A paper plate Christmas tree + puffy paint = Ahhhhmazing Christmasy goodness!
This paper plate Christmas tree with puffy paint is possibly my favorite Christmas art activity. The kids loved it, and I’ve been placing them around our home, smiling each time I see them.
Plus, they are soft to the touch.
It’s always a win-win when we find projects that are super fun to create and are also perfect décor around the house or classroom.
I especially love when children can do it by themselves and make it feel like their own. And as a parent, it makes my heart so happy to bring home art I know my children made.
Plus, I will take any opportunity to do Christmas art! There’s just something about seasonal art and craft projects. They’re so sentimental and some of it has become a treasure in our home.
Paper Plate Christmas Tree
Let me give you the scoop on how we made these super cool 3D paper plate Christmas trees with puffy paint.
Puffy paint is a fun art and sensory recipe that you make. After it dries, it’s soft to the touch! Ahhhhmazing!!! I’ll list my recipe below.
For paper plates, just get the standard size. We used a non-coated, flimsy kind, and it was perfect! If it was coated, I think the puffy paint would just slip right off.
Craft sticks (aka popsicle sticks) are great for stirring and to put the puffy paint on the paper plate. Paint brushes won’t have the same effect, but the trees will still look pretty if you use them (but they may not be puffy). Plus, when you are finished with this activity, you can use those craft sticks to make this pom pom Christmas tree ornament.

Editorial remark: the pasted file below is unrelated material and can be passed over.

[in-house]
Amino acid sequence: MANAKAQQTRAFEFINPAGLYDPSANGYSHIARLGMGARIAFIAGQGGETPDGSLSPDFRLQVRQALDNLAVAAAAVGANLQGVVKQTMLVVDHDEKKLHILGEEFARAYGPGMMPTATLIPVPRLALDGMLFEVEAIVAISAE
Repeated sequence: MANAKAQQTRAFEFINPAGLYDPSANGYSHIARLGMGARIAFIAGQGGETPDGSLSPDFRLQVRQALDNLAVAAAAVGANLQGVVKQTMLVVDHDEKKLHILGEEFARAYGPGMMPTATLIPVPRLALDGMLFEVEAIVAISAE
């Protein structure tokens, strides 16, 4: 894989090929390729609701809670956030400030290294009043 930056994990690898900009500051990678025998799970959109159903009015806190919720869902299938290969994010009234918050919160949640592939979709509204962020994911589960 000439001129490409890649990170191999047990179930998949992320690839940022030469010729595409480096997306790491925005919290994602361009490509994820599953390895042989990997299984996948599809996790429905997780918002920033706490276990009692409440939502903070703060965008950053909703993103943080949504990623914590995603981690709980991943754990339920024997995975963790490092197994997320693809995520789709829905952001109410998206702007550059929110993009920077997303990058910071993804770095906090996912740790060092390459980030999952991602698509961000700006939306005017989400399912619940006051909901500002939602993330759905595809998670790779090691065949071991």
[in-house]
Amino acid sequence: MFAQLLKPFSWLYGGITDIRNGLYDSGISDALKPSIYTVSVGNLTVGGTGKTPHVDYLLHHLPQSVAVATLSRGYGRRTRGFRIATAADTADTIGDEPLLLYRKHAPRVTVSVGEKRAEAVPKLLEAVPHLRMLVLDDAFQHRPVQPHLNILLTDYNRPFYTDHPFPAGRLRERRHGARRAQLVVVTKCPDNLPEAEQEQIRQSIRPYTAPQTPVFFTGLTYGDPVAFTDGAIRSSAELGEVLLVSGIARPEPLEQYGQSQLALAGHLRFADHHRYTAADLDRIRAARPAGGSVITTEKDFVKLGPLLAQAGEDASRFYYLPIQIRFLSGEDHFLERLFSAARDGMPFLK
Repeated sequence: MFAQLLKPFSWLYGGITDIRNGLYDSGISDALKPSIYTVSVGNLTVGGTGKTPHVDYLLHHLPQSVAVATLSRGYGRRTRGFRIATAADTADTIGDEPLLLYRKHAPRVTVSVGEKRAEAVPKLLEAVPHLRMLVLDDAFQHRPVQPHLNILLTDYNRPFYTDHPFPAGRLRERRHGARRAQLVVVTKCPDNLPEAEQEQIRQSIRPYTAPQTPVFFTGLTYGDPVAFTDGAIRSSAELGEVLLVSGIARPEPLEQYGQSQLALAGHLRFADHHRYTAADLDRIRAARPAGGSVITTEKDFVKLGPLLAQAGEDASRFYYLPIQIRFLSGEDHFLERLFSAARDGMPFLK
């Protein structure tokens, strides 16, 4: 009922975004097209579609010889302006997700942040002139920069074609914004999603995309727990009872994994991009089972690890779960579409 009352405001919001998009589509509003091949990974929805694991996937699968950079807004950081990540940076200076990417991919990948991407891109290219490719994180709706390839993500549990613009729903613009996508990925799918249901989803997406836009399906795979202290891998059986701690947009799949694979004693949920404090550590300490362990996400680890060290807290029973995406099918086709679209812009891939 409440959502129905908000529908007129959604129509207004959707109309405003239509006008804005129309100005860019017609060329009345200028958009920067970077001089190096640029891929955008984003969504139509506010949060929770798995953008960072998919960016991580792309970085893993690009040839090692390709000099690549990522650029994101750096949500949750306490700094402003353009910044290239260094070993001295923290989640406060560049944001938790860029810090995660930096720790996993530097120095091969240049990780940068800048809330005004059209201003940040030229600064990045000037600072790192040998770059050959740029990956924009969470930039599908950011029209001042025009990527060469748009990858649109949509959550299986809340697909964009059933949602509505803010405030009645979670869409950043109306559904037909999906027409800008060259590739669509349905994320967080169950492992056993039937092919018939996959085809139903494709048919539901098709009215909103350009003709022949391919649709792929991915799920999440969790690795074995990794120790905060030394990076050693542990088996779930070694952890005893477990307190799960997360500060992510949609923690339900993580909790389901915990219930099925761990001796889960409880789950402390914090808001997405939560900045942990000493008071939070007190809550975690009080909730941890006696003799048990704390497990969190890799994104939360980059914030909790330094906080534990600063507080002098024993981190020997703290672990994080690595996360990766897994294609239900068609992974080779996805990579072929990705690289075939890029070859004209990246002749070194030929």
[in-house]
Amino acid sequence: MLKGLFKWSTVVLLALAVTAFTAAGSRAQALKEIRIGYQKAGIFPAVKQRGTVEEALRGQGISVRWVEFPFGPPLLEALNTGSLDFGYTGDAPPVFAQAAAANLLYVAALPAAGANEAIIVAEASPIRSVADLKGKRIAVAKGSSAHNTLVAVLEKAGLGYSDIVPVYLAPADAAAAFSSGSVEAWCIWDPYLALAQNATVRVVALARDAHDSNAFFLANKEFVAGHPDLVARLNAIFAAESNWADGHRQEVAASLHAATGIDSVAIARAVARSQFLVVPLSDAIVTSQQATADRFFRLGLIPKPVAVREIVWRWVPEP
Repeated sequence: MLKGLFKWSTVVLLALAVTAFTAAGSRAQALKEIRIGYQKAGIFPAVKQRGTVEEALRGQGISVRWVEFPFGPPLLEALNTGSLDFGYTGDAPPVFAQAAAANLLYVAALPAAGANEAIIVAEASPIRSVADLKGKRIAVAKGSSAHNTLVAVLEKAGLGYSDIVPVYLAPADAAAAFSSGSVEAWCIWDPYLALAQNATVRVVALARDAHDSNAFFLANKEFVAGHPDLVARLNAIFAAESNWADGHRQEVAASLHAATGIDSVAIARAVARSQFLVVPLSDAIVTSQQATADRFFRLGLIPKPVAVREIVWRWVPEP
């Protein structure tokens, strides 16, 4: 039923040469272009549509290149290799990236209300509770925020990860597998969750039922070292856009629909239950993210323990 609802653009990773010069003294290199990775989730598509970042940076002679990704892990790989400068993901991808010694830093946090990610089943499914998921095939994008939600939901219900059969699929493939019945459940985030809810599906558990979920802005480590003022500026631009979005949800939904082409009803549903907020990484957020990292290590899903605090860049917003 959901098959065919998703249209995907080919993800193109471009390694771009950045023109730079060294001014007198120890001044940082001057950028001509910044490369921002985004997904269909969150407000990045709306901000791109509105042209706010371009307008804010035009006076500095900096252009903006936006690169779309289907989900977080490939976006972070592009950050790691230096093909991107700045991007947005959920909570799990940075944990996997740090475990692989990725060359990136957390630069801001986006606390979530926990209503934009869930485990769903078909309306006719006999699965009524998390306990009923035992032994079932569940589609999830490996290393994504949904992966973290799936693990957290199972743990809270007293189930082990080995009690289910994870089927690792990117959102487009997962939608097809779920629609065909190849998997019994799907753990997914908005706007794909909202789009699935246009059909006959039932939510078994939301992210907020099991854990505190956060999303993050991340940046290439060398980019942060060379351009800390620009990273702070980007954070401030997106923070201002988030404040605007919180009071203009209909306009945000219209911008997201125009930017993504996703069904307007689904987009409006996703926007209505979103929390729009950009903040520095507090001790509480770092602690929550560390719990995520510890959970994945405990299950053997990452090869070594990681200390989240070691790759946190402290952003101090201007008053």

Art trays are a perfect little workspace. You can use anything though. I just like that it contains the mess and is extra inviting.
Christmas confetti and glitter will jazz up these beautiful creations and make them more personalized. We just found some at our local craft store, but they are also available on Amazon. Chunky plastic glitter should work if your school avoids using fine glitter.
Make a Puffy Paint Christmas Tree Craft
This Christmas craft for kids just takes a little prep, and you will be so glad you did because they are a crowd pleaser!
First, cut the paper plate in half.
Next, wrap the plate around itself (kind of like a dress) and staple it together in 2 spots, near the top and at the bottom. Voila! Now, you have a white and tall Christmas tree.
Alternatively, you can make wider paper plate Christmas trees. This works well for toddlers who might need a tree that is more stable to paint on.
To do this, cut out ¼ slice of the paper plate instead of cutting it in half and wrap it around that way. It’s like cutting a piece of pizza out of that helps.
I think that cutting the paper plate in half looks perfect because it’s taller, but the broader tree is easier to spread the puffy paint on. Go with what works best for you!
Now, it’s time for the magic!
Put the puffy paint and white Christmas tree on the tray.
The craft stick will become the magical puffy paint paintbrush. It helps keep it nice and thick and gives us that pretty wavy effect.